You are faintly indignant at the superhero image. You offer an alternative: you wouldn’t crash through the hotel window in a superhero suit, but enter through the door with a pass key and cross over to the armchair where V. threw his clothes. Just as he begins shouting for you to get out, you’d pick up his clothes, regard them with an air of amusement, turn around to allow him to finish yelling, and then you’d unbutton your jacket to show him a Saville Row label stitched over the inside pocket. “Shaddap,” you’d say.  “This is what I call a tailor-made suit. What’s that stuff you wear?”  And then you’d walk over to the bed, grab his ear lobe, pull him out from under the sheets, stuff his rolled-up clothes in his arms while he’s wincing in pain, and, still pinching his ear, you’d lead him slowly but firmly out the door.

We now speak to each other on the phone nearly every day now; what you don’t see is that I am smiling throughout. All I want to do is laugh with you, laugh at everything: your mother; the neurological details of transsexual orgasm; the Swiss; the way you gallantly beat up on all my old boyfriends, in retrospect, to teach them a lesson; the scientific demystification of déjà vu as an anomaly of the memory apparatus; literary fans; the French; the size of my feet. I have drawn you into my book, which is not quite like dropping a live creature into a bubbling pot, but is sticky nonetheless, would scare any sensible person away. Yet you play along; you’ve pulled up the chair opposite mine and laid your elbows on the table and we’ve settled down into a very serious match of—what can we call it? Ludic love? Who was it that wrote of Huizinga’s Homo ludens that play is similar to aesthetics in that it is essentially irreducible? This is not about something; it is the thing.

I return to the work at hand, my English translations of the German writer Rainald Goetz, fragments that address the limitations of language: “The mission of writing is to walk away from it. To lead a life, namely in the best way and as rich in everything as possible, one that breaks open the isolationism inherent in writing, debunks it, makes it impossible, but at the same time retains it in the stillness of the texts as a longing for a true life, a better life, thus inducing one to move in this direction over and over again. The experiment ‘to live and to write’ is meant as an absurd, lifelong attempt with an ongoing succession of texts to remain subjected to both, to maintain one’s attention to both and not let oneself be torn between these conflicting powers.”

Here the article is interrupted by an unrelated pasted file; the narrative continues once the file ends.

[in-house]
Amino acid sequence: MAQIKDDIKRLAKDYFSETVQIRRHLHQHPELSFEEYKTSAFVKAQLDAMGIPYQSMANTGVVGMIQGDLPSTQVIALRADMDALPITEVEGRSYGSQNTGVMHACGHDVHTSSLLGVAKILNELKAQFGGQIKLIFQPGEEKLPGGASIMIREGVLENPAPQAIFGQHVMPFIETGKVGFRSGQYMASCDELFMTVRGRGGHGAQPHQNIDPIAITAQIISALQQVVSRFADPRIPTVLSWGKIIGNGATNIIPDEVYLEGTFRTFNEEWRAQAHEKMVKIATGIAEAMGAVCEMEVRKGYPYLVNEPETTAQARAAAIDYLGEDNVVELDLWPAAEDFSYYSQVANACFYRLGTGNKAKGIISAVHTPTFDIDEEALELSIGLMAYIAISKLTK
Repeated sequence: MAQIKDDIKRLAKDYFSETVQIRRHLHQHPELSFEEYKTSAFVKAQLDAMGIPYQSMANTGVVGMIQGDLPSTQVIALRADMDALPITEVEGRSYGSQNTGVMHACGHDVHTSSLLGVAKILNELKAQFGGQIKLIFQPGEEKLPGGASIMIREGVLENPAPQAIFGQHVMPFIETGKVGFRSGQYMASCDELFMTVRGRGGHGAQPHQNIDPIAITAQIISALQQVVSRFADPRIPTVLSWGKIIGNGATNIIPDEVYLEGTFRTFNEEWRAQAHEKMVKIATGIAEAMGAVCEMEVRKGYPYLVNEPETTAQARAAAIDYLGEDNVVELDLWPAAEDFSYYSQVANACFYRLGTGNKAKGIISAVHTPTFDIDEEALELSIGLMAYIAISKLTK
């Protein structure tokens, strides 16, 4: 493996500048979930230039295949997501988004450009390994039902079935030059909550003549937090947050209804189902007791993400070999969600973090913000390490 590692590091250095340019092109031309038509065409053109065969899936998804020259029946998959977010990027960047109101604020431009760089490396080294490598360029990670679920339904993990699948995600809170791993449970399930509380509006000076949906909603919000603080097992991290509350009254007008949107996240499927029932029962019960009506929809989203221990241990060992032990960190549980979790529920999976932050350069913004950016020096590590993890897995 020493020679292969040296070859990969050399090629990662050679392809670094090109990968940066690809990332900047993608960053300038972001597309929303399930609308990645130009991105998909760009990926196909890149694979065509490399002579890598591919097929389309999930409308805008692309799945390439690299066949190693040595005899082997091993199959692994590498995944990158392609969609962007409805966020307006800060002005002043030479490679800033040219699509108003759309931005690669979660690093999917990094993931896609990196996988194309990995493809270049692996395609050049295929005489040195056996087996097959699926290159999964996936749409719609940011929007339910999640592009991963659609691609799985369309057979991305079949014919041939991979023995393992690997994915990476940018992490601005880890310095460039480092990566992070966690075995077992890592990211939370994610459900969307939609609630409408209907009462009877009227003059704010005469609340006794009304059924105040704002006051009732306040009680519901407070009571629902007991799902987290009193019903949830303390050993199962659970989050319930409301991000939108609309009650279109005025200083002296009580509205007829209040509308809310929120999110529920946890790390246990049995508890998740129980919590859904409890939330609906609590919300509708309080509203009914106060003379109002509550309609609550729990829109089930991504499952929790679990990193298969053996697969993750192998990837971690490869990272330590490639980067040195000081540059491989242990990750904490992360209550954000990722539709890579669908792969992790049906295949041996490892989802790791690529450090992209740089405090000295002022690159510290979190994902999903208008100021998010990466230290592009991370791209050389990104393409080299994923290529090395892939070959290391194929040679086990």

Mother: Let me see?

Me:         Careful, it’s fragile. She said to put it in water for a while.

Mother:  What is it? Isn’t that too much water?

Me:         No, it should be OK. There. I don’t know what it is. It’s dry, brittle.


No smell. It doesn’t seem to be bleeding in the water either… we’ll see.

Mother:  What are those?

Me:         Those are Jerusalem artichokes, and a small carton of soy cream. She sent them because I couldn’t find them here. They’re for that third recipe she gave me, a sauce for pasta. Here, smell one.

Mother:  Smells nice, fresh. I’ve seen them in the Arab stores. They get them sometimes. Artichokes from Israel?

Me:        Jerusalem. They’re just called that, for their taste, they’re not really artichokes. They are fresh. She wrapped them in damp paper towel. I have to purée them, mix in the soy cream, plus salt and pepper.

Mother: That sounds good! What else is in the box?

Me:        A book she made — it reads both ways, look. One sentence goes over all the pages this way, right to the end. Another sentence is upside down on the top, and it reads the other way — see? You have to turn the book to finish it. It’s fun, for the child in us — my thoughts down here, a cat’s thoughts up there, both streamed from watching water swirling down the same shower drain on each page, with each image different and unexpected.

Mother:  Oh.

Me:          She signed it in the back. In pencil. Her handwriting is elegant, distilled, spaced. That’s her signature, look.

(holds up book; mother remains silent)

It’s affirmed, omnipresent, swift — no going back.  It reminds me of Bonaparte’s.  Yish… I hope she’ll be indulgent with me.

Mother:  What did she write?

Me:         To me, dash, with love, period.